On Wednesday, a source leaked The Stranger an e-mail about all this written by Judge Ronald Kessler of the King County Superior Court. It had been sent to all King County Superior Court judges, as well as one member of the state supreme court. In the e-mail, Kessler walks through what would happen to someone tagged with a broken license plate light under the new, increased fine.

Adding up all the base-rate fines and additional assessments (more fines tacked on to regular fines), that's a $100 penalty just for having a broken license plate light. If you don't have $100 handy to pay off your fine, you have to work it off—six hours of picking up paper or working at a food bank. And that doesn't take into account the "time spent in court asking for work crew or community restitution," Kessler added.

("Or the respondent takes five minutes to write a check while standing in line at Starbucks awaiting a latte," Kessler wrote. "Or the respondent goes online and pays it with a Visa, earning frequent flyer miles.")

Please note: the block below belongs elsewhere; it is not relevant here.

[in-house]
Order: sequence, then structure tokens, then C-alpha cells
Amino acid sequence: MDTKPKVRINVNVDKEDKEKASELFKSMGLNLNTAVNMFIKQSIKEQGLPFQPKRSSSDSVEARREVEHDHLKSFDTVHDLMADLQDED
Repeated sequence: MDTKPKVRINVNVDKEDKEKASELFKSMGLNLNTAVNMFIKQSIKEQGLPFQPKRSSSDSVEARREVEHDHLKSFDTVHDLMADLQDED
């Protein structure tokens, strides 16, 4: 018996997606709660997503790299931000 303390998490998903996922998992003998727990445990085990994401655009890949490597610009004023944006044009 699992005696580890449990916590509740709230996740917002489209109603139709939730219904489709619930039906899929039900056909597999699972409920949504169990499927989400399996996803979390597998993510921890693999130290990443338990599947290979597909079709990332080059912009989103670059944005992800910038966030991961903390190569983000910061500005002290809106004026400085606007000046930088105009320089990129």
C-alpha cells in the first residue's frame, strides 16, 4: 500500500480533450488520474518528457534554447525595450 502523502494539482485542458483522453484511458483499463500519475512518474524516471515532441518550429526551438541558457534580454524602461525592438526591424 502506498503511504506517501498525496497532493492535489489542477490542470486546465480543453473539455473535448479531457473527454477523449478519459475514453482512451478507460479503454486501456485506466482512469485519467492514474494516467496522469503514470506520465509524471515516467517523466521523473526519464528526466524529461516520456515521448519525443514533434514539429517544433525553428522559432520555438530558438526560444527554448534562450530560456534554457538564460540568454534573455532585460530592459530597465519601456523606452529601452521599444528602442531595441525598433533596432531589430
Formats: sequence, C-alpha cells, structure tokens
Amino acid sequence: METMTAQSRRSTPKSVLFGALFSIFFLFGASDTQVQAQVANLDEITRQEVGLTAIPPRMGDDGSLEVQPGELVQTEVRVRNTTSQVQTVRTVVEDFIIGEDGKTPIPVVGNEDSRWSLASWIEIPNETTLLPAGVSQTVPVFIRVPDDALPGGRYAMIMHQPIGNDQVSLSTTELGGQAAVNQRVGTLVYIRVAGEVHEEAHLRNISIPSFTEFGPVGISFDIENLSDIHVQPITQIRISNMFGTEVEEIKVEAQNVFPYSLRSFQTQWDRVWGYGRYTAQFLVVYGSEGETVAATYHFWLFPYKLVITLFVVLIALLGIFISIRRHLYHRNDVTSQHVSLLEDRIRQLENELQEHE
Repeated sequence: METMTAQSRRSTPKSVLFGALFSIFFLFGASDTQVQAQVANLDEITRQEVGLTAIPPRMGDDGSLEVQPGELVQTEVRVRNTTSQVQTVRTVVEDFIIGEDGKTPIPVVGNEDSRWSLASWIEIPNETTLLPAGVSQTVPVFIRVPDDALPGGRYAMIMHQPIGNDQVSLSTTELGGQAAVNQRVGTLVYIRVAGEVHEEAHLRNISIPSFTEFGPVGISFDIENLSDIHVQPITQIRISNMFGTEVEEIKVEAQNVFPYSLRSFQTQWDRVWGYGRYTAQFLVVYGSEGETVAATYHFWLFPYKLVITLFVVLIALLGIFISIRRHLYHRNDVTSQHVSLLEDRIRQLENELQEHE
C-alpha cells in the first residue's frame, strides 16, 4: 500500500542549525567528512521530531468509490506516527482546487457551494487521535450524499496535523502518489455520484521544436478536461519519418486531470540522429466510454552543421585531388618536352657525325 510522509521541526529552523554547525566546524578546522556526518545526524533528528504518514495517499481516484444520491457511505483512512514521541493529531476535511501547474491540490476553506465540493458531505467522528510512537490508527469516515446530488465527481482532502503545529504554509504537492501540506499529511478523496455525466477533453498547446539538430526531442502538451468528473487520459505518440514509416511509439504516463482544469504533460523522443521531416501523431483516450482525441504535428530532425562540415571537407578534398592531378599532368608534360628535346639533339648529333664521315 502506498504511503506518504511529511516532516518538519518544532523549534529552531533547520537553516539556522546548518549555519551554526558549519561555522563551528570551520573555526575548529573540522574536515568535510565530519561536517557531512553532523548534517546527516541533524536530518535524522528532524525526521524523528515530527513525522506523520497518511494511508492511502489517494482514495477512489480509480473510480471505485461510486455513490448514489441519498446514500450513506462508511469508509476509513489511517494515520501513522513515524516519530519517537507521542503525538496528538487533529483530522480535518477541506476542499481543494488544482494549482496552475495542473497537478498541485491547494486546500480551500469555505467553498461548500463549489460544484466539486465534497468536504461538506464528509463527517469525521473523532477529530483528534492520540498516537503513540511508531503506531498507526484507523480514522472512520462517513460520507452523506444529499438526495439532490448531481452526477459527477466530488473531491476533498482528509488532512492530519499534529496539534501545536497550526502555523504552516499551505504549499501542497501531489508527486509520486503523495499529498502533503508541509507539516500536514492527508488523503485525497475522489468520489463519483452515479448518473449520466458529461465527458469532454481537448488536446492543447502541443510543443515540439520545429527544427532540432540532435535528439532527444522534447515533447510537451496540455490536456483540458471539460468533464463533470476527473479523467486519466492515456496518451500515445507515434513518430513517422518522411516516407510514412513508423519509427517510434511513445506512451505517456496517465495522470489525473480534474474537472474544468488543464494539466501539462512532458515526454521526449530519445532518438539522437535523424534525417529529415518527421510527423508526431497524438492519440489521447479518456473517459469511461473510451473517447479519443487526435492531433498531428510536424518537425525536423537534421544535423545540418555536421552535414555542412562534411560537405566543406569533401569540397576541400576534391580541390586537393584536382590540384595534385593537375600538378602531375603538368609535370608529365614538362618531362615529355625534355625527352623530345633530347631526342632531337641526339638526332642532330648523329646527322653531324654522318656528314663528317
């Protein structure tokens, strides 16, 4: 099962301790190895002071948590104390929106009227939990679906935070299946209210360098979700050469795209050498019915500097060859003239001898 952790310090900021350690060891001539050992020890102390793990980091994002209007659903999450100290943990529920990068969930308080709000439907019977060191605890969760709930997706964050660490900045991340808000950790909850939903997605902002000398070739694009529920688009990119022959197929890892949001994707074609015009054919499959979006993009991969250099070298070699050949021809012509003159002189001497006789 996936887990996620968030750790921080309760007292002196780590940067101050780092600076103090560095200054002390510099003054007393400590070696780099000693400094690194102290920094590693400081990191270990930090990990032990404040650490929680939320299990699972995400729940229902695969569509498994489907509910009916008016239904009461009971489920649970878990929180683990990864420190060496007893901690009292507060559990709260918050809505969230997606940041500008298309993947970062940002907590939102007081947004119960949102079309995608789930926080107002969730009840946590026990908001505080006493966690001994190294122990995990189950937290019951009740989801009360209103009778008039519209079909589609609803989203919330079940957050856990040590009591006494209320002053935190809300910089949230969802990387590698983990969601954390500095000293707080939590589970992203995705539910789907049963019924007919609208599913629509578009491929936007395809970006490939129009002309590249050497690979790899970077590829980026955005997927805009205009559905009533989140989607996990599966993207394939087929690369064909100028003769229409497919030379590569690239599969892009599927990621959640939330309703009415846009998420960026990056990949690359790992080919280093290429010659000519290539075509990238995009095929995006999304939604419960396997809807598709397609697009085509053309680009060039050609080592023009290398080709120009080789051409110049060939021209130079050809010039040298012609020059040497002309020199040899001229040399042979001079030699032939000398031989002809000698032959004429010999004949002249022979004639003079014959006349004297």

So here it is, from a judge's keyboard, how the criminal justice system is stripping hours off of some people's lives, but not well-paid white people's lives. The process, as you can see, is totally insane:

A driver is cited for defective license plate light, RCW 46.37.050 (a classic Driving While Black infraction, but that's, perhaps, another issue). RCW 46.63.110(3) tells the supreme court to set monetary penalties for infractions. IRLJ 6.2(d) declares the penalty to be $42. RCW 46.63.110(7) adds $17[1]. RCW 46.63.110(8) adds $20[2]. The penalty plus penalties is $79. Then there's the 70% public safety and education assessment, RCW 3.62.090(1), and another 50% public safety and education assessment, RCW 3.62.090(2). The penalty plus assessments is even more; I plead the lawyer/judge arithmetic/math dysfunction, so let’s round it off at $100.